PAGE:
Baseball Mogul 2003 Review

As far as trades go, they are more annoying than anything else.  Playing through a season will subject you to a peppering of trade offers that range from the absurd to the pointless.  After the first few times you look closely at a proposed swap of six journeymen players for another six of the same quality, you'll quickly begin to simply kill each trade offer that comes by without giving it much of a glance.  First place teams trading hot prospects for a proven veteran?  Mutually beneficial star swaps?  No and no, you'll never see these types of offers come by.

This brings us to the financial side of the game.  With your owner's hat on, you'll need to raise the team's revenue to ensure that you can pay for all of those players you signed as the GM.  To do this, you can set your ticket prices, concession prices, set your TV deal, and create a budget.  Unfortunately, when working with ticket and concession prices, the game uses slider controls that let you specify your prices with respect to the league average without ever letting you know what that average is.  Is a soda that goes for 4% more than the league average way over-priced or are you giving fans too large of a bargain?  Why can't you just specify that a large soda should go for $3 and be told what kind of profit margin that that would net you? 

The team budgeting screen is not much better.  You can specify the number of points to spend on the farm system, scouting, and medical staff, and are told where your numbers lie with respect to the rest of the league.  As with other aspects of the game, the point system is not very intuitive, and it is difficult to tell how much a different there is between buying the most expensive training staff in the league or going with the barest minimum.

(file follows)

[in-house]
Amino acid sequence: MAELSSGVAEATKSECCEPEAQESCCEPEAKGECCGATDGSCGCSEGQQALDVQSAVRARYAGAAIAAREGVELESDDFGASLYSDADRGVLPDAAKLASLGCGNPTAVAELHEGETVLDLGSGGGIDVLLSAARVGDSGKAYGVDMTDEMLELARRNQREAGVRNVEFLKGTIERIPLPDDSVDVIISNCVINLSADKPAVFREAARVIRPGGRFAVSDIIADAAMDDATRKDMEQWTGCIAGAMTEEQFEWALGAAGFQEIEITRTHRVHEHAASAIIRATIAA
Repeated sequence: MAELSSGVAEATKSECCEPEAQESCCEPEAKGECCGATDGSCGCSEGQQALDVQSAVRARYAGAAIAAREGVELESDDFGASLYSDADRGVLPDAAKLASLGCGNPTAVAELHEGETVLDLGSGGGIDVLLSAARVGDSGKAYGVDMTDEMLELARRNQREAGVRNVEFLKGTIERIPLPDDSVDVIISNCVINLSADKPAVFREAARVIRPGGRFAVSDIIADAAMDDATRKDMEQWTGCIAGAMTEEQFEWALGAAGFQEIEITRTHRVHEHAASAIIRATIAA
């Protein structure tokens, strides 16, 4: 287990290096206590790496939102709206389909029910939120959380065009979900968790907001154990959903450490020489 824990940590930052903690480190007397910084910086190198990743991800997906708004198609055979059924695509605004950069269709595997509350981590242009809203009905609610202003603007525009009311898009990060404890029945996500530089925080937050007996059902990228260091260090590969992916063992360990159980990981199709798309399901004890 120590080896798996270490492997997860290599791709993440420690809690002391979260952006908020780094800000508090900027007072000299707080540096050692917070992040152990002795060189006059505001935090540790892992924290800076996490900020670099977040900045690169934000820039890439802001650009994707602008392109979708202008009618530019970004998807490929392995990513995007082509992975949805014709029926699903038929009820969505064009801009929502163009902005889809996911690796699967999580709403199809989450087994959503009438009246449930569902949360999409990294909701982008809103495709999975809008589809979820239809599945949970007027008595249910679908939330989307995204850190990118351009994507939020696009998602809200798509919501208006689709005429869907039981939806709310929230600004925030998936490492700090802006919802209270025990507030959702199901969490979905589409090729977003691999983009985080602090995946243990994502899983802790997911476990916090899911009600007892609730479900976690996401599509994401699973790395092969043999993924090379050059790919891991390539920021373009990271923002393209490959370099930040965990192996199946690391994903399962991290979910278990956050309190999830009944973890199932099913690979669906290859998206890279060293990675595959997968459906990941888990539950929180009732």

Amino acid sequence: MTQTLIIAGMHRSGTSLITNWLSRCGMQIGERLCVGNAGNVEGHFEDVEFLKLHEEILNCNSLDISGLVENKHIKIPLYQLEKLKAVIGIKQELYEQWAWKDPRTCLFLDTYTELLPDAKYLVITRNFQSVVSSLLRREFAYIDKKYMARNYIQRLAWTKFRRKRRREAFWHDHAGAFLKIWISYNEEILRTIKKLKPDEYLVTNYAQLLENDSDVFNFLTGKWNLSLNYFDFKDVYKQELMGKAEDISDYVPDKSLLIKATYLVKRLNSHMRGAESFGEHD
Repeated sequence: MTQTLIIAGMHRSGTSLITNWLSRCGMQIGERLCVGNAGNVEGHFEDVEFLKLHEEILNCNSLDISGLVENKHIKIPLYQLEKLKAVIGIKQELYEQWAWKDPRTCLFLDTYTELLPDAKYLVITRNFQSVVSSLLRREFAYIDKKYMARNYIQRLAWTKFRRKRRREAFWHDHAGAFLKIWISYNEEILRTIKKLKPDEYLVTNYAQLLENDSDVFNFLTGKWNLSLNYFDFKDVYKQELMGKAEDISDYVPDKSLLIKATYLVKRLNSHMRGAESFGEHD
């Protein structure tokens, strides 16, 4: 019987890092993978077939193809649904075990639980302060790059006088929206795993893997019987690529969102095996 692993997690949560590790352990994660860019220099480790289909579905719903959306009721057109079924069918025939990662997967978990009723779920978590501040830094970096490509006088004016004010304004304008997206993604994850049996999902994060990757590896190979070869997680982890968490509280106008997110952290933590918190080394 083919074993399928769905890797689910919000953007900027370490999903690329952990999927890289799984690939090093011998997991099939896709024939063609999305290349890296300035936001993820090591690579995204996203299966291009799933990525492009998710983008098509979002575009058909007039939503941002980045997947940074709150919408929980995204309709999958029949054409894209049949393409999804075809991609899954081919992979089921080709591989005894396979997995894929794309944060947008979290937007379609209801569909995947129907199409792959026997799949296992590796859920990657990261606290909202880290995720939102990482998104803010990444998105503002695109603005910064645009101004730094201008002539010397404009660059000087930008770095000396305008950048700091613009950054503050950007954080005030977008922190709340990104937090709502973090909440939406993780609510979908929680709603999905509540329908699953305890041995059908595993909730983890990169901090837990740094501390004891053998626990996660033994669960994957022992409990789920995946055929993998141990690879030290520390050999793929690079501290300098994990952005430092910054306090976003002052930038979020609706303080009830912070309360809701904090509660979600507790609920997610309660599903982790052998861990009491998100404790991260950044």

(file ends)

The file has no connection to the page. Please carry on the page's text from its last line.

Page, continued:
In its favor, Baseball Mogul 2003 has licensed the use of actual major league players in the game, giving it more of a real-world feel than can be gained from rosters full of fictional players.  Although it does not have a license for the use of team names and logos, it gives you the opportunity to enter different team names at the very start of the game, so after couple of minutes of typing you'll have a league that resembles the real majors.  The game's statistics engine does a pretty good job of simulating a baseball season.  The game results and player statistics generated by the game during a season are realistic, so you won't encounter an army of .400 hitters or teams winning 120 games.  Also, the numbers generated by the licensed major leaguers stay pretty true to the players' real life statistics.

To its credit, Baseball Mogul 2003 is pretty easy to learn and you can begin playing in a minimal amount of time.  Part of the reason for this is that while the game does cover a lot of the aspects of running major league franchise, it just doesn't do so with much depth.  As such, it is ultimately unsatisfying for the hard-core baseball fan that is attracted to games like this.

In The End, This Game Hath Been Rated: 58%. A good stats engine and simple interface might make it appealing to the rookie baseball management sim player, but veteran players and die-hard baseball fans will probably find it too simplistic and ultimately unsatisfying.

System Requirements:  100 MHz Pentium CPU; 16 MB RAM; 4 MB Video RAM; CD-ROM; 160 MB Hard Drive Space; Mouse.



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